With a landmark decision on 12 January 2024, the Board of Appeal (BoA) for the Community Plant Variety Office (CPVO) of the European Union (EU), found the Office’s assessment of CRIPPS PINK/PINK LADY and CRIPPS RED/SUNDOWNER Novelty characterised by “lack of detail and clarity” and was “not in line with the legal principles of good administration, legal certainty and the requirement to state the reasons“.
Background of a long-running dispute
Cripps Pink and Cripps Red are the two legendary apple tree varieties bred in the late seventies by Dr. John Ernest Lane Cripps (sadly passed away on 10 May 2022), commercialised worldwide under the marks PINK LADY and SUNDOWNER.
Applications for the two varieties has been filed back on 1995 by the then Western Australia Agriculture Authority (now DPIRD or WAAA), the state agency employing Dr. Cripps and the whole team of researchers.
The validity of the Cripps Pink has been reviewed in earlier proceedings initiated before the CPVO on 2014 by Pink Lady America (“PLA”) and concluded after the General Court finally decided that the evidence admitted in the case-file was insufficient to demonstrate that when WAAA filed the Cripps Pink application before the CPVO, it had been aware of, or had consented to, sales made by the nurseries before 29 August 1989, this being the applicable novelty-bar-date according to art. 116 Basic Regulation of the EU Council No. 2100/94 (“BR”).
Of particular relevance in the outcomes of the case was the role played by art. 53(a) of Commission Regulation No. 874/2009 (“Implementing Rules Regulation” or “IRR”), according to which “Proceedings on nullity and cancellations as referred to in Articles 20 and 21, respectively, of the Basic Regulation may be opened by the Office when there are serious doubts as regards the validity of the title. Such proceedings may be initiated by the Office on its own motion or upon request.“
New Invalidation Action from TEAK ENTERPRISE PTY
A new petition was brought before the CPVO by the Australian company Teak Enterprise PTY, on the basis of new and important evidence intended to demonstrate WAAA’s awareness that as a result of unrestricted disposals and sales of varietal constituents, either Cripps Pink and Cripps Red (the other variety fathered by Dr. John Cripps) were in free commercial practice in Australia years before the applicable Novelty bar date ub the EU, i.e. 29 August 1989.
Namely, that was the admitted reason for the lack of any IP protection in Australia on either the Cripps Pink PVR and the corresponding PINK LADY trademark for apples.
With its two ex-parte decisions on 17 May 2021, the CPVO dismissed TEAK’s actions arguing that the evidence (even the new ones) were not able to raise the “serious doubt” on Novelty, or to conduct any investigation by the Office on its own motion as per Art. 76 BR stating : “In proceedings before it the Office shall make investigations on the facts of its own motion, to the extent that they come under the examination pursuant to Articles 54 and 55. It shall disregard facts or items of evidence which have not been submitted within the time limit set by the Office”.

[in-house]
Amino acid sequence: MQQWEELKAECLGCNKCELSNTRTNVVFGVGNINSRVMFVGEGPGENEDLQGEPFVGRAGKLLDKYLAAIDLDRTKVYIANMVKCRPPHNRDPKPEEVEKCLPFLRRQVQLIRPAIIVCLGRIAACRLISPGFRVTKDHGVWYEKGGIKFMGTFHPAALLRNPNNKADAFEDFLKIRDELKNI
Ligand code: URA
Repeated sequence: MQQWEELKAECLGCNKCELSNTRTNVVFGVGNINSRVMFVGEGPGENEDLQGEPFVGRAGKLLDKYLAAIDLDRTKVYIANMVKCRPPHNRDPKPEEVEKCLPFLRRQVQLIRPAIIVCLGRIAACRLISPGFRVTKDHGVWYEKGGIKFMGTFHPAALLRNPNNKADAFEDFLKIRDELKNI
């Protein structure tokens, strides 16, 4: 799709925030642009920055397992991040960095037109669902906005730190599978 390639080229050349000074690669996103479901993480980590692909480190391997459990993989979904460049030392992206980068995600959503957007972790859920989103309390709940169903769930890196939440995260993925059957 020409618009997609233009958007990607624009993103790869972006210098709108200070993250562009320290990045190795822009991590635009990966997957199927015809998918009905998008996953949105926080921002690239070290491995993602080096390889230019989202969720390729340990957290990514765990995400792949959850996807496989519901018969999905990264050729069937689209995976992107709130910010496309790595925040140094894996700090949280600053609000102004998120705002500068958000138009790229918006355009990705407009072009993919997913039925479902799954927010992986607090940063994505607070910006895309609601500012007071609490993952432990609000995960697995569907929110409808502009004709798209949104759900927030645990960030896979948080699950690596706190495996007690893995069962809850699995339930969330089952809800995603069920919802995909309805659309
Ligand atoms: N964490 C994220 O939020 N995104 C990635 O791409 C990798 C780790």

The CPVO’s decisions have been appealed by Teak on the basis of several pleas and arguments, namely: 1) wrong assessment of the facts and evidence leading to the wrong conclusions that there were no serious doubts as regards the validity of the Pink Lady PVR and Sundowner PVR; 2) failure to apply art. 53(a) of the Implementing Rules Regulation as Novelty proceedings had to be opened; and 3) failure to declare the Pink Lady PVR and the Sundowner PVR null and void in accordance with relevant law, in particular Article 20 of the Basic Regulation.
The analysis of the Board of Appeal
After a 7-hours of public oral hearing on 12 October 2023, the Board of Appeal issued its decision, stating from the outset that the Appellant’s further request to declare null and void the two varieties was perfectly admissible according to Art. 72 BR which tribute the BoA “any power” which lies within the competence of the Office.
Then, the Board rejected all the positions from the Office and WAAA and, with the support of consistent case-law, fully endorsed the Appellant’s arguments that in the assessment of novelty-destructive disposal for commercial purpose “the term ‘consent ’in Article 10(1) of the Basic Regulation, includes implicit consent”.
With respect of the factual reconstruction of the case and the assessment of the evidence, the BoA found that CPVO failed “to conduct the assessments on the sufficiency and adequacy of the evidence in accordance with, amongst others, the principles of good administration, legal certainty, legitimate expectations, and the requirement to state reasons”, finding that the outcomes of the earlier decisions were based more on “an inclination or predisposition to arrive at a conclusion geared towards upholding conclusions drawn in similar assessments conducted in the past” than on an assessment “conducted in an impartial and objective manner”.